Yield of Endoscopic Ultrasound Guided Fine Needle Aspiration (EUS-FNA) With and Without the Use of a Stylet in the Biopsy Needle
To compare the diagnostic yield of endoscopic ultrasound guided fine needle aspiration biopsy (EUS-FNA) in patient with pancreatic masses with and without the use of a stylet in place within the biopsy needle.
In patients undergoing an EUS FNA for pancreatic indications, patients having a fine needle aspiration biopsy (FNA) without the internal stylet will have a greater diagnostic yield compared to those with the internal stylet.
EUS-FNA is an increasingly important means of obtaining tissue samples from lesions within the thorax and abdomen. In experienced hands EUS-FNA is a safe alternative to more invasive procedures such as mediastinoscopy or laparoscopy. EUS-FNA can be used for sampling suspected cholangiocarcinoma, pancreatic masses or cysts, submucosal gastric lesions, peripancreatic, perigastric or mediastinal lymph nodes and in some cases adrenal or liver masses. Therefore, it is a powerful tool for both diagnosis and tumour staging. For example, for the diagnosis of pancreatic adenocarcinoma, which is a common indication for EUS-FNA, the sensitivity varies from 75 to >90%, with a specificity of 82-100% and a mean accuracy of 85%. Improving the diagnostic yield may lead to an earlier diagnosis with a reduced number of investigations and earlier institution of treatment for the patient.
The FNA needle system consists of a 22 or 19 gauge needle which is manipulated by a handle piston that attaches to the biopsy channel of the endoscopic ultrasound (EUS) linear scope. The tip of the needle has grooves to disperse ultrasound waves making the tip of the needle easily seen. The sample is taken by inserting a specially designed needle into the area of interest under EUS guidance. Inside the needle is a removable stylet with a rounded or bevelled tip to facilitate the passage of the needle into the tissue. The usual practice is for the stylet to be extracted after the needle has been passed into its optimum position within the tissue and for it to be re-inserted before each pass. However, a recent prospective trial with 111 patients, published in abstract form, found this approach was associated with a significant reduction in the proportion of adequate samples compared to when the stylet was removed before passing the needle. Although there was no significant difference in the diagnostic yield between the two groups this study raises the issue that the stylet left in place is to the detriment of the tissue sample and, ultimately, may reduce the diagnostic yield or increase the number of passes needed to obtain a satisfactory sample.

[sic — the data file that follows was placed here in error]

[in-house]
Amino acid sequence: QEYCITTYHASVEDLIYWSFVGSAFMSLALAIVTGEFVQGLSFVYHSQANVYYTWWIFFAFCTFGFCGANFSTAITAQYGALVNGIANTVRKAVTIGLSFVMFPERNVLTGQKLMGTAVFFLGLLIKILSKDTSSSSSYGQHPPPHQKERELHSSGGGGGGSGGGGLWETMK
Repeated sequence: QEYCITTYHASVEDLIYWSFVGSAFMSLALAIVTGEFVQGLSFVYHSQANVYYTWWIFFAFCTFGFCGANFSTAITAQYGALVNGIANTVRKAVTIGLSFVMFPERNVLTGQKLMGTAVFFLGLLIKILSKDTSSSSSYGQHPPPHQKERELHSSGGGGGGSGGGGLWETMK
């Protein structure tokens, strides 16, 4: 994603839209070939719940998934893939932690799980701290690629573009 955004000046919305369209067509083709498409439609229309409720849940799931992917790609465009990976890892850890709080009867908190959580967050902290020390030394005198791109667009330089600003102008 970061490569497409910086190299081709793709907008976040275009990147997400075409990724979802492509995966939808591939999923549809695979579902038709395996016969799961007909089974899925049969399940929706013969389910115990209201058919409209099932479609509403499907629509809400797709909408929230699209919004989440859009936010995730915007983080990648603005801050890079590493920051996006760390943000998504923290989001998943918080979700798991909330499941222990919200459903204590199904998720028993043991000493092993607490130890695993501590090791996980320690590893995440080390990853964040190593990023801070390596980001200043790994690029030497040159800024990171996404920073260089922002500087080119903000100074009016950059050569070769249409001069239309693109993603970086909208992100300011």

One limitation to this study includes the heterogenous patient population. Yields of EUS-FNA vary considerably depending on the type of tissue being biopsied. The second limitation is that consecutive patients were randomized to having the stylet removed versus having the stylet not removed at the time of FNA. There is no control group from which to compare the two groups. An improvement in the study design would be to have each patient to be their own control group. Successive passes of the FNA needle can increase the bloodiness of the sample, so randomization of the order in which each group is done will help eliminate potential bias.